About the first White House Conference on Food, Nutrition, and Health: The 1969 Conference brought the nation together to address widespread hunger in America and was chaired and organized by Dr. Jean Mayer — a leading nutrition scientist, the tenth president of Tufts University, and the namesake of the Jean Mayer USDA Human Nutrition Research Center on Aging (HNRCA) at Tufts. The conference established much of the current U.S. food policy framework, including major expansion and harmonization of the National School Lunch Program and the Food Stamp Program (now SNAP), creation of the School Breakfast Program and the Special Supplemental Nutrition Program for Women, Infants, and Children (WIC), and new consumer protections like nutrition labeling. These policies together greatly reduced caloric hunger and vitamin deficiencies in the U.S. It’s time for a second national coordinated effort to update and modernize our food and nutrition policies and systems.
About the Chicago Council on Global Affairs
Founded in 1922, the Chicago Council on Global Affairs is a nonpartisan, nonprofit organization dedicated to increasing knowledge and engagement in global affairs. Our in-depth analysis and expert-led research influence policy conversations and inform the insights we share with our growing community. Through accessible content and open dialogue of diverse, fact-based perspectives, we empower more people to help shape our global future. Learn more at thechicagocouncil.org.
About Food Systems for the Future
Food Systems for the Future (FSF) was founded to catalyze, enable, and scale market-driven agtech, foodtech, and innovative businesses across the value chain to improve nutrition outcomes in underserved and low-income communities. Through wraparound support to enterprises and broader ecosystem building, FSF addresses barriers to affordability, availability, and awareness of healthy, nutrient dense foods through our core services: financing, business acceleration, public policy & education, partnerships & community engagement, and nutrition expertise. FSF currently operates in the United States and Sub-Saharan Africa. Learn more at fsfinstitute.net.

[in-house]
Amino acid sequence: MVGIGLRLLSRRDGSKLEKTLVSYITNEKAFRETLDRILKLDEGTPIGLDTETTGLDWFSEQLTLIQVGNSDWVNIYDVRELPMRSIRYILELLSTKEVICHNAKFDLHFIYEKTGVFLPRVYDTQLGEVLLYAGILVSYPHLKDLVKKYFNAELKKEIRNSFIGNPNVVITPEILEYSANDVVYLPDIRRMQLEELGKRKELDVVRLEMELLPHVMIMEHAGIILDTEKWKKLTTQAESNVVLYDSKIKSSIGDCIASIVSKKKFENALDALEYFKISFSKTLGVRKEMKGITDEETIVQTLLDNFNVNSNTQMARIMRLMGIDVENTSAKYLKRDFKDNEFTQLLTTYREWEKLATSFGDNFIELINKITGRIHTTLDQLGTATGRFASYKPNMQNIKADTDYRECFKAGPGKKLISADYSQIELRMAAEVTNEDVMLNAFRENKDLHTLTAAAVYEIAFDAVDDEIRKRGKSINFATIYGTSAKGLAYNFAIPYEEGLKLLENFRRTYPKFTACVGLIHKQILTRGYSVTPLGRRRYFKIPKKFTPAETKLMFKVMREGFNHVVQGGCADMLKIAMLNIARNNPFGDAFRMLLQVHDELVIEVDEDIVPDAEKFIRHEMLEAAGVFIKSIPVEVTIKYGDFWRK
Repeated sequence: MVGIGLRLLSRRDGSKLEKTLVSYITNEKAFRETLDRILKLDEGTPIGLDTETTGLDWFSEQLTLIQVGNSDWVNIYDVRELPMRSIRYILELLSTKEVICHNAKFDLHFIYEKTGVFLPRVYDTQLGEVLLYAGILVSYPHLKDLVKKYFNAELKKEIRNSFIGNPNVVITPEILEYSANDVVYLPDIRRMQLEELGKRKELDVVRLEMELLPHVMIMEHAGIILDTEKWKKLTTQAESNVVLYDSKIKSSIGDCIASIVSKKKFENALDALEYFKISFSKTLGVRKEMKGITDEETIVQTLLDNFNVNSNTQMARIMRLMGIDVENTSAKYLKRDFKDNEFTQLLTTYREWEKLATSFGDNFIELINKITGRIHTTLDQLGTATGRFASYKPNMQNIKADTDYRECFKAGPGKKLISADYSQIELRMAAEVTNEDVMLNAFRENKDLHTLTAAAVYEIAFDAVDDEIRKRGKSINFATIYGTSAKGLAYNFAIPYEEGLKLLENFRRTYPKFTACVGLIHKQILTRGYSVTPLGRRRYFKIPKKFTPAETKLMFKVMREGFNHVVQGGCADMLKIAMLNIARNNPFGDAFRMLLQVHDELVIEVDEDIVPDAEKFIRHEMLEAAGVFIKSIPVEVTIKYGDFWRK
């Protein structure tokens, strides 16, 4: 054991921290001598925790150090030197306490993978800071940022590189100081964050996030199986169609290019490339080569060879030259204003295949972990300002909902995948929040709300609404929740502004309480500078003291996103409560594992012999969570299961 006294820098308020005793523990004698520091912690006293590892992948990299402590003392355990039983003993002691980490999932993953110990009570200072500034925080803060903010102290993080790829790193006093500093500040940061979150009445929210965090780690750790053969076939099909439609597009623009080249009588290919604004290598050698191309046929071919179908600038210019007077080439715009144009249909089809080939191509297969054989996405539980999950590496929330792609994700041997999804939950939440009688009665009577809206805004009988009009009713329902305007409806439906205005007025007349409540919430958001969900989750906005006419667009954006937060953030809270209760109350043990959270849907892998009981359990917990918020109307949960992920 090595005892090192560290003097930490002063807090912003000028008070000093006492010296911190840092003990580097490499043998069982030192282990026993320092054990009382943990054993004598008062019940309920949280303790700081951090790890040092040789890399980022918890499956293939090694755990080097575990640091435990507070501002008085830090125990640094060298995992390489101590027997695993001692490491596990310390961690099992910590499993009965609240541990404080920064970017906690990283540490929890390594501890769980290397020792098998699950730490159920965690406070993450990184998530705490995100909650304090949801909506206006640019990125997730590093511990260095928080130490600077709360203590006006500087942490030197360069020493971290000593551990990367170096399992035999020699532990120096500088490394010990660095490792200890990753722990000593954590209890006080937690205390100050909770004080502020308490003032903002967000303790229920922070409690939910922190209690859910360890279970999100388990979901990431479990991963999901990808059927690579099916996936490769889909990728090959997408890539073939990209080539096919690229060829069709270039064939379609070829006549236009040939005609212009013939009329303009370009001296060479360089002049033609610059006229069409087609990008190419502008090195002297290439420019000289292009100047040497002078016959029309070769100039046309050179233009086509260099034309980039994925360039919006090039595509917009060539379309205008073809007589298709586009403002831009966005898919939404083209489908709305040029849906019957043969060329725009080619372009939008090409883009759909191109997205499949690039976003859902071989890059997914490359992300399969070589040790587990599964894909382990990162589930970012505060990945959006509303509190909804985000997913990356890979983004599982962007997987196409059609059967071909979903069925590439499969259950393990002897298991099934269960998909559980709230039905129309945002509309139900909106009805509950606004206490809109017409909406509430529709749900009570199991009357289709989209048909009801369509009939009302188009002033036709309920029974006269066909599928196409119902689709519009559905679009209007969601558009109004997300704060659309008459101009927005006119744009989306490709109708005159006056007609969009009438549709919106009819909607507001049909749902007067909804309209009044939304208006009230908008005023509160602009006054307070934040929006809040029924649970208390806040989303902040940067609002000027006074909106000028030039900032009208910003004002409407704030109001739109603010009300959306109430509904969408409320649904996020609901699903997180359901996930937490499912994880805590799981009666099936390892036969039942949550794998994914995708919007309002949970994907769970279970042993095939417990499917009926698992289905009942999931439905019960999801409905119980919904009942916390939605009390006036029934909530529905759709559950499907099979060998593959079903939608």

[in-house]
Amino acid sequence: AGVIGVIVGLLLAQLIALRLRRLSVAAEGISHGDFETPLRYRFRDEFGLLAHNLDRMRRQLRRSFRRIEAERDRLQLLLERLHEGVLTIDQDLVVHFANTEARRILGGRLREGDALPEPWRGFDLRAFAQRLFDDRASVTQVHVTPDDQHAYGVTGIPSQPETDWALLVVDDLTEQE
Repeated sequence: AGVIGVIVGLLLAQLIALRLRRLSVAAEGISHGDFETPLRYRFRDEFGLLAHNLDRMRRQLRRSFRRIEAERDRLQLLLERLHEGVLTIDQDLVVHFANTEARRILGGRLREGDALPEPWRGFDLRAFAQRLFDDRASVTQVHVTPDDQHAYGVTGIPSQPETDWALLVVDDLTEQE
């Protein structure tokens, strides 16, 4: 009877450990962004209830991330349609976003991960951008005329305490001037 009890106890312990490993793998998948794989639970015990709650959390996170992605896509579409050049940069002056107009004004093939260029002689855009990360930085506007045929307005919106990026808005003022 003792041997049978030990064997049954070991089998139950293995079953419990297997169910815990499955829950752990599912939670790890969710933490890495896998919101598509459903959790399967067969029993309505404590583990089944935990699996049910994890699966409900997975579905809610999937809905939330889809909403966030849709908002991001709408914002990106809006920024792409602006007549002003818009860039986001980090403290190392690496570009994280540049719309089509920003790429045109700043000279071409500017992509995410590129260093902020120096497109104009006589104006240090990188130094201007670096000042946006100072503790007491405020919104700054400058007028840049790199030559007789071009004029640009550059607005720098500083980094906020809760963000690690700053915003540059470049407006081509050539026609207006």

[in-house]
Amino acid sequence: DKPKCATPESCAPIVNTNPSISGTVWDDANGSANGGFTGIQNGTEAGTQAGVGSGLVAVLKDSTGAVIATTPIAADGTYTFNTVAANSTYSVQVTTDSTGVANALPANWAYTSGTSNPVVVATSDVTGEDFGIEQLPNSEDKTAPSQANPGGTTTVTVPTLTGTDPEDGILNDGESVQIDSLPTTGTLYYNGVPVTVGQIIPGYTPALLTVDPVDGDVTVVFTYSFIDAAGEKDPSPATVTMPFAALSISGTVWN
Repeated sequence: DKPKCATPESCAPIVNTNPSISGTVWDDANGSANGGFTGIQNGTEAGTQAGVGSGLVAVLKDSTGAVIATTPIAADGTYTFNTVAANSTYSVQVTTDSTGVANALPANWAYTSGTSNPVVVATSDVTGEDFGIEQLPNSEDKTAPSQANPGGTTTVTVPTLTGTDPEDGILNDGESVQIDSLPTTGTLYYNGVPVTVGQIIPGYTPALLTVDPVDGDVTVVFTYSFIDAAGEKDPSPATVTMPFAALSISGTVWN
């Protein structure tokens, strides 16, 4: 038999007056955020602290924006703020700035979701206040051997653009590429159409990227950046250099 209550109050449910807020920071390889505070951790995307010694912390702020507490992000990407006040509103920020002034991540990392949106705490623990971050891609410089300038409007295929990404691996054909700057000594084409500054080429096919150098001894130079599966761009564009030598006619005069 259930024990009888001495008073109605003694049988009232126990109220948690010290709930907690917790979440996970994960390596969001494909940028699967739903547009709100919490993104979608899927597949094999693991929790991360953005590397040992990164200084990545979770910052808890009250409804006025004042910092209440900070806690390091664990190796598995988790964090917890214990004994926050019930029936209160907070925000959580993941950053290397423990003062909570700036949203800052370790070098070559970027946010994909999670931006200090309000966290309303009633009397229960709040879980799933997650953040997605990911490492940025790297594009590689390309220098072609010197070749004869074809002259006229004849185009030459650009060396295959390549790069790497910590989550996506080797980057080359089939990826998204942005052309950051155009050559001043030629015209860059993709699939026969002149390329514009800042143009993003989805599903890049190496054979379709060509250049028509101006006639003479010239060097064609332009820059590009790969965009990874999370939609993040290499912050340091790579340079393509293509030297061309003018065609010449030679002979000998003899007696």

About the Friedman School of Nutrition Science and Policy at Tufts University
The Gerald J. and Dorothy R. Friedman School of Nutrition Science and Policy at Tufts University is a leading U.S. institution focused on education, research, and public impact around the food system, from soil to society. The School’s five divisions and additional centers and institutes are renowned for the application of scientific evidence to national and international policy. Tufts University, located on campuses in Boston, Medford/Somerville, and Grafton, Massachusetts, and in Talloires, France, is recognized among the premier teaching and research universities in the U.S. Learn more at nutrition.tufts.edu/
About World Central Kitchen
Founded in 2010 by Chef José Andrés, World Central Kitchen (WCK) is first to the frontlines, providing meals in response to humanitarian, climate, and community crises while working to build resilient food systems with locally led solutions. WCK has served more than 100 million fresh meals to people impacted by natural disasters and other crises around the world. WCK’s Resilience Programs strengthen food and nutrition security by training chefs and school cooks; advancing clean cooking practices; and awarding grants to farms, fisheries, and small food businesses while also providing educational and networking opportunities. Learn more at wck.org.